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Wednesday, 06 February 2008 00:00

Final countdown to the Chattooga decision

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There are nine scenarios on the table in the debate over whether paddling should be allowed on the Upper Chattooga. They run the gamut, from a paddling free-for-all to none at all. The scenarios in between limit paddling under various conditions. The forest service most likely will chose one these “compromise” scenarios:

• Paddling allowed on some portions of the Upper Chattooga but not others.

• Paddling allowed only certain times of year, namely the winter months.

• Paddling allowed only when the water level is high, following heavy rains.

• Paddling allowed by permit only, with a limited number of permits available.

Some scenarios combine the various conditions, like paddling on certain stretches only at certain times of year.

The forest service is on track to announce its decision by the end of February. The decision is technically a preliminary one and will be followed by a round of public comment. After that, the forest service will announce its final decision — but it nearly always mirrors the preliminary one.

The timeline for a decision has been extended a few times, but this time it seems the forest service is finally ready. Forest service officials from North Carolina, South Carolina and Georgia — all of which claim a stretch of the Upper Chattooga — gathered for a summit in mid-December where a decision was made.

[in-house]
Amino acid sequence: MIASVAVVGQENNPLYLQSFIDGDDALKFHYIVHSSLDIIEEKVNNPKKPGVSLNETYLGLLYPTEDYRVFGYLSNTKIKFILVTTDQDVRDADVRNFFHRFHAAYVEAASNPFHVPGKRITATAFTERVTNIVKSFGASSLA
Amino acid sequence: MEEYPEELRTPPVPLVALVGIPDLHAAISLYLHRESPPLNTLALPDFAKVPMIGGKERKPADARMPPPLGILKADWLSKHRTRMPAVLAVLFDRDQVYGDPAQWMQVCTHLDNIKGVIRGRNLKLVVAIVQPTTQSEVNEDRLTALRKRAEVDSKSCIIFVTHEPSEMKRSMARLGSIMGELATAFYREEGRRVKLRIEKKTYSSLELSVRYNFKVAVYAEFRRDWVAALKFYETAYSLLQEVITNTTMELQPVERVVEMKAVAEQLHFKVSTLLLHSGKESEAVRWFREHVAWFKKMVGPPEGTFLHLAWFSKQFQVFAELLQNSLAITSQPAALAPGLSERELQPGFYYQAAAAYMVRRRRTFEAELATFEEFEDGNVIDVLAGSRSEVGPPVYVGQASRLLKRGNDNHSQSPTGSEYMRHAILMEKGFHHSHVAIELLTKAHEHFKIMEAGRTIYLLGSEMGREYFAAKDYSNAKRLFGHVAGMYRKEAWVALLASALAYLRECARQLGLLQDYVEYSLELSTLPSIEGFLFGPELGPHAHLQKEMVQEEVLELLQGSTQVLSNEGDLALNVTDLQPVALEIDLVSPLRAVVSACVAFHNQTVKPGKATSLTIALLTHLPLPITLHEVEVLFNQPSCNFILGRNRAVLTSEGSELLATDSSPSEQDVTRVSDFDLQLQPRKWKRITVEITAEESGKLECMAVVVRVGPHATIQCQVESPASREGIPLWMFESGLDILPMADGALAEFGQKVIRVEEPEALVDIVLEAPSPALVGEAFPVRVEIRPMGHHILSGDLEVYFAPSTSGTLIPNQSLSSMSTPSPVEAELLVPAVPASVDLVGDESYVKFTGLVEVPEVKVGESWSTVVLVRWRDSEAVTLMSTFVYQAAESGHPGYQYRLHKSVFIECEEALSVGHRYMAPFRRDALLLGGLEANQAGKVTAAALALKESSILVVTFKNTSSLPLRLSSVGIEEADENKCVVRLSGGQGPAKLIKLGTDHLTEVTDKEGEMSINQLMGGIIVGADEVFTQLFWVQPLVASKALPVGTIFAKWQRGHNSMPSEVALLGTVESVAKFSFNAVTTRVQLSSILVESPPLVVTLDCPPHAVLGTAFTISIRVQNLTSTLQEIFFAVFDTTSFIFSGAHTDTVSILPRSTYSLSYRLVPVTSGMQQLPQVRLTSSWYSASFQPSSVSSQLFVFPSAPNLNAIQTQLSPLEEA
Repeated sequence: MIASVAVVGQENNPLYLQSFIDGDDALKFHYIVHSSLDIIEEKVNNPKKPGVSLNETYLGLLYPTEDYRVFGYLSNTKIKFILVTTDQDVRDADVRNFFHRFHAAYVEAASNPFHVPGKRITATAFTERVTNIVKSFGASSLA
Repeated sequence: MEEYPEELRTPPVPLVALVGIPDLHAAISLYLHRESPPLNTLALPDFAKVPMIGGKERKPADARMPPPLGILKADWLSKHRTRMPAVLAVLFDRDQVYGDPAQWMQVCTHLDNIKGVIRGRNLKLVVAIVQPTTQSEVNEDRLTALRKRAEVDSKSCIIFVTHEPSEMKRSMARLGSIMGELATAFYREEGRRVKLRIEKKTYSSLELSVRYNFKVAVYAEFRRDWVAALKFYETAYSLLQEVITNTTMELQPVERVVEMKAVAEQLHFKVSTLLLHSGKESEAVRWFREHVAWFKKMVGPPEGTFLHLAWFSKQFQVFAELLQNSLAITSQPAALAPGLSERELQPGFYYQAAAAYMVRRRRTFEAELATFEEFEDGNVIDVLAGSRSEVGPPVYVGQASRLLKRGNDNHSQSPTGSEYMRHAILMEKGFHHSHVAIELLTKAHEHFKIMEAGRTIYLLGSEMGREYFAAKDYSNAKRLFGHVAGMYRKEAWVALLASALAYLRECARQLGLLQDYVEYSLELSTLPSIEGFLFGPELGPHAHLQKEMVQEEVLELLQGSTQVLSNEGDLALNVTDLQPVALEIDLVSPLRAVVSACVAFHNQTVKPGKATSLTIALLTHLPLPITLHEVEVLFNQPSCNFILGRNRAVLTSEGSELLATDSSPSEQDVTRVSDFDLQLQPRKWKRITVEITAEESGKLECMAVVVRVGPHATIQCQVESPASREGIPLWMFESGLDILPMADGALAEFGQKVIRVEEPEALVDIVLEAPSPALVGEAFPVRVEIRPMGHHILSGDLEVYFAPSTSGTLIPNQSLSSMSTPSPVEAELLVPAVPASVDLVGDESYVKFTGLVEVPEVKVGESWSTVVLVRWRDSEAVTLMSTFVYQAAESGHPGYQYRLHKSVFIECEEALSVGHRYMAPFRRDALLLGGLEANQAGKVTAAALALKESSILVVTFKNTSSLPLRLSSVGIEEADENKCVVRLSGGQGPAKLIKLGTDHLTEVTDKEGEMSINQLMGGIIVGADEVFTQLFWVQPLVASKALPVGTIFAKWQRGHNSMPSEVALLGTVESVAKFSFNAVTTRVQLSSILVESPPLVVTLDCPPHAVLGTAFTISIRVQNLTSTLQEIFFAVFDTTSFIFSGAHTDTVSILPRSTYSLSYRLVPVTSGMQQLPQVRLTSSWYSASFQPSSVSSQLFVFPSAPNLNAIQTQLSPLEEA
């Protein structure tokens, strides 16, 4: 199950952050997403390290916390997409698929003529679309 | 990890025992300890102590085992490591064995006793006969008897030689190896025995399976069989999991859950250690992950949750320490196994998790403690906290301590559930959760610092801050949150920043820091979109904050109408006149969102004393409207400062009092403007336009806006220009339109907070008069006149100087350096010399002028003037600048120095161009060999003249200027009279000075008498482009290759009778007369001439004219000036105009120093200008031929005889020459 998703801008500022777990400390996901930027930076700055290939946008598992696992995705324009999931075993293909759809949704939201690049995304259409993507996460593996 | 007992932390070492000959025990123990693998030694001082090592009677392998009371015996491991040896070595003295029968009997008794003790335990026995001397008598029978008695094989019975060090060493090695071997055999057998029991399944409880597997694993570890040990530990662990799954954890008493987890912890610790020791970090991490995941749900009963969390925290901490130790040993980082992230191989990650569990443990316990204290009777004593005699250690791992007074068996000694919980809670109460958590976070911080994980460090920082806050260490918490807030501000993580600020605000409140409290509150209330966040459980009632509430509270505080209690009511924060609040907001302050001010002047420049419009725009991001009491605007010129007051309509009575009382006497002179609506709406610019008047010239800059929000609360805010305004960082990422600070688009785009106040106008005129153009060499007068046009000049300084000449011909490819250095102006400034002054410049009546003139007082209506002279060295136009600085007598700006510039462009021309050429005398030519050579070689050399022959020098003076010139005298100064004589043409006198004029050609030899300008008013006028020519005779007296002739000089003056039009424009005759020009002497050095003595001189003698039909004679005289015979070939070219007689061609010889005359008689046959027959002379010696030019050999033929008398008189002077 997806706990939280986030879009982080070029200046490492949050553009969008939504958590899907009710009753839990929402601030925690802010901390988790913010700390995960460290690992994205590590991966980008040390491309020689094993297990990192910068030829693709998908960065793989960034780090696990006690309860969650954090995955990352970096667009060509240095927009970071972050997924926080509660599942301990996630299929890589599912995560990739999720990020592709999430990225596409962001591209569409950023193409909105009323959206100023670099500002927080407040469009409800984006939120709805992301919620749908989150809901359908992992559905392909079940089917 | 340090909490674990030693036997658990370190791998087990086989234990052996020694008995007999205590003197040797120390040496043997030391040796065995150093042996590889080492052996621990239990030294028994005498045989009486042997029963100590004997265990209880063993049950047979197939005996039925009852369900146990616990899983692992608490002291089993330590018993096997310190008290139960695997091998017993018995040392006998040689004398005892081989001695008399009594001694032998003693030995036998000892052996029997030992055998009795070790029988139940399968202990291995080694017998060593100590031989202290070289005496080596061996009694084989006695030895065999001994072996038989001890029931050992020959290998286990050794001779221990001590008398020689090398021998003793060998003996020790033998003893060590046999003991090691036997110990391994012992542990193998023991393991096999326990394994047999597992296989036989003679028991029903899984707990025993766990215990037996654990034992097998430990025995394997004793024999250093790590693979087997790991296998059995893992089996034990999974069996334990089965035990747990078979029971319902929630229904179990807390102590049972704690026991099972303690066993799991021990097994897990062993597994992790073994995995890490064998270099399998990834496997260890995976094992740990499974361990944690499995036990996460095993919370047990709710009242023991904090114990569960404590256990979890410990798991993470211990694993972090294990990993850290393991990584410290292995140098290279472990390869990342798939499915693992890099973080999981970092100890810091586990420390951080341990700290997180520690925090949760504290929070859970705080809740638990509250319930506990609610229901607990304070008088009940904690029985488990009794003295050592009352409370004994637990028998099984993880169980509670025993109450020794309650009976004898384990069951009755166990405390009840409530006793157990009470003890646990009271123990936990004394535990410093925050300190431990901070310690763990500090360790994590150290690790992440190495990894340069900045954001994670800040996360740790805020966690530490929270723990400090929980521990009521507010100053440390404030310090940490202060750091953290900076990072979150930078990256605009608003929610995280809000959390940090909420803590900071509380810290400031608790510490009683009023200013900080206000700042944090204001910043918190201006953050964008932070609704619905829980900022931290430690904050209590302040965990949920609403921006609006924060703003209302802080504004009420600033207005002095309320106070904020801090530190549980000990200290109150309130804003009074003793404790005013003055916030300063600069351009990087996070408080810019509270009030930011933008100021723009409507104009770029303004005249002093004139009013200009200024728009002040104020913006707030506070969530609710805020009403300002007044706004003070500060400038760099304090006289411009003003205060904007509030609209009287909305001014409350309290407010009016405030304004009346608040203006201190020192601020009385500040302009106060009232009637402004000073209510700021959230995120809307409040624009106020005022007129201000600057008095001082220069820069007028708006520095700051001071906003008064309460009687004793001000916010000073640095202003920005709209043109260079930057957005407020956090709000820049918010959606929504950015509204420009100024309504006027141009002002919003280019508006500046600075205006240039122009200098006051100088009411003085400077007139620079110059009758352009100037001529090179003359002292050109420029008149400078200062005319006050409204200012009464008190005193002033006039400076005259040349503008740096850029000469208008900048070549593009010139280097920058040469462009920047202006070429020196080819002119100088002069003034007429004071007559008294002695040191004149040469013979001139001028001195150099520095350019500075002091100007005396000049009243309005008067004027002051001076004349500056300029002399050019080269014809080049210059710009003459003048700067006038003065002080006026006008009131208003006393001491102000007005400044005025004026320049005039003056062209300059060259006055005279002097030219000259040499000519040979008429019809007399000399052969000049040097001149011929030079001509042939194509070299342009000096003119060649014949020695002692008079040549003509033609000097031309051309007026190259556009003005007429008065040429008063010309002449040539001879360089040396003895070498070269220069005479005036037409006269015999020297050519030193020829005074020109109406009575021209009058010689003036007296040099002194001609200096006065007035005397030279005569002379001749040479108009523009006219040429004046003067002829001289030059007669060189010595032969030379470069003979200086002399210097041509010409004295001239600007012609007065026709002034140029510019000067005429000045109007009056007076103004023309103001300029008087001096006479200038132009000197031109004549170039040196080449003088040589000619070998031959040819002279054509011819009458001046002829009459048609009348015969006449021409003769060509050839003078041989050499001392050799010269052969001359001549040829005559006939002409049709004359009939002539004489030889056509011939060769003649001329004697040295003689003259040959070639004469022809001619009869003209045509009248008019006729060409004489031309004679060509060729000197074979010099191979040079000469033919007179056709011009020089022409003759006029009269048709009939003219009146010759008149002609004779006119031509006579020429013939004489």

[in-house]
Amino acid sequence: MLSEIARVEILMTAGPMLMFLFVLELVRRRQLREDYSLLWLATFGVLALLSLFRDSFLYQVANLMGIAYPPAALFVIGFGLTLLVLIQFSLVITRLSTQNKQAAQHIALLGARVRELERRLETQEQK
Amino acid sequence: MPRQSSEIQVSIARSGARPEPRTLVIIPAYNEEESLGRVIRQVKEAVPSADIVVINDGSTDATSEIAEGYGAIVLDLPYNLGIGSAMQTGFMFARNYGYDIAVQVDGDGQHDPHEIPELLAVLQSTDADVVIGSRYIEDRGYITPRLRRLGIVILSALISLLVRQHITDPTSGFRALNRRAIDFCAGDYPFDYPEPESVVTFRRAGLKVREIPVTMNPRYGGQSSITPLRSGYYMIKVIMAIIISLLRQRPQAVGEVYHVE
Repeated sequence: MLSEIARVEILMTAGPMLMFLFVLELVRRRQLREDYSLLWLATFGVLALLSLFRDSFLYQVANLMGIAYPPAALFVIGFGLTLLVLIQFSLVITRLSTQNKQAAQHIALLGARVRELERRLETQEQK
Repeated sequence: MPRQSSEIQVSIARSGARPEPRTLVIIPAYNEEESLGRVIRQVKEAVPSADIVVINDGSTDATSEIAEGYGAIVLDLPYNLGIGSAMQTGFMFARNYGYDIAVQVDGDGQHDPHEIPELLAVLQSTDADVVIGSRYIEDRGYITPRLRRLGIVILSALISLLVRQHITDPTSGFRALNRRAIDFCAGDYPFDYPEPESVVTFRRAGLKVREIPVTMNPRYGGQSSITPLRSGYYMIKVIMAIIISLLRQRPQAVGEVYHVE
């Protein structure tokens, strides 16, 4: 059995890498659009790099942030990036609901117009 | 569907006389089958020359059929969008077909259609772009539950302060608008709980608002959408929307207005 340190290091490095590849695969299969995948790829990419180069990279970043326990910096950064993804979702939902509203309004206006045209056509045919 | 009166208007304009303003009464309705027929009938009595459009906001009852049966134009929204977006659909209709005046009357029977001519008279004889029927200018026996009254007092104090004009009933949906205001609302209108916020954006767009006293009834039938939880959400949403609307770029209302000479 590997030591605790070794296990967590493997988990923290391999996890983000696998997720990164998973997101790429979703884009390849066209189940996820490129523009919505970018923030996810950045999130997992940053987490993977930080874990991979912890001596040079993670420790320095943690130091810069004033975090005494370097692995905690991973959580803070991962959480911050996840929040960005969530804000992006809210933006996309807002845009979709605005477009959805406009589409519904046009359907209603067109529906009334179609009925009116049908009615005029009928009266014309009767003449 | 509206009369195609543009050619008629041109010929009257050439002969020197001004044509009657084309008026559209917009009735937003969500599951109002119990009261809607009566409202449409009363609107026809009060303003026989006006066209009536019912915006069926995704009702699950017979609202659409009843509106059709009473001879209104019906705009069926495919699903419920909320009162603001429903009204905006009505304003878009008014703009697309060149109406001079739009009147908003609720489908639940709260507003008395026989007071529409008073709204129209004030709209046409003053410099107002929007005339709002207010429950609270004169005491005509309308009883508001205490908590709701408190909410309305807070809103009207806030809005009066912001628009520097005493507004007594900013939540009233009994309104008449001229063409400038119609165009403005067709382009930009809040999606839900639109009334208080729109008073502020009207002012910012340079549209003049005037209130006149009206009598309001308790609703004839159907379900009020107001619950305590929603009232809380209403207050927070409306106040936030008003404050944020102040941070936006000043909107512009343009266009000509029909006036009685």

The players involved in the decision have been remarkably mum. Neither side in the debate has been privy to leaks or even murmurs that might indicate which way the forest service is going.

In the meantime, the forest service has been putting the final touches on the decision. The decision will attempt to capture and explain the high emotions on both sides in the debate, including the historical conflict between fishermen and paddlers on the river, said John Cleeves, project coordinator with the Sumter National Forest on the Chattooga issue.

“This has not been our typical environmental analysis because the social side is taking a lot more work than you would normally see,” Cleeves said. “But that’s a lot of what this issue is. It’s about the social issues, people just not feeling comfortable with those encounters. Those social issues are measurable but it’s a lot tougher.”

Cleeves had this assurance to offer fans of the Chattooga.

“We are going to keep that area the special place that all the users think it is. We just have to implement the decision properly,” Cleeves said.

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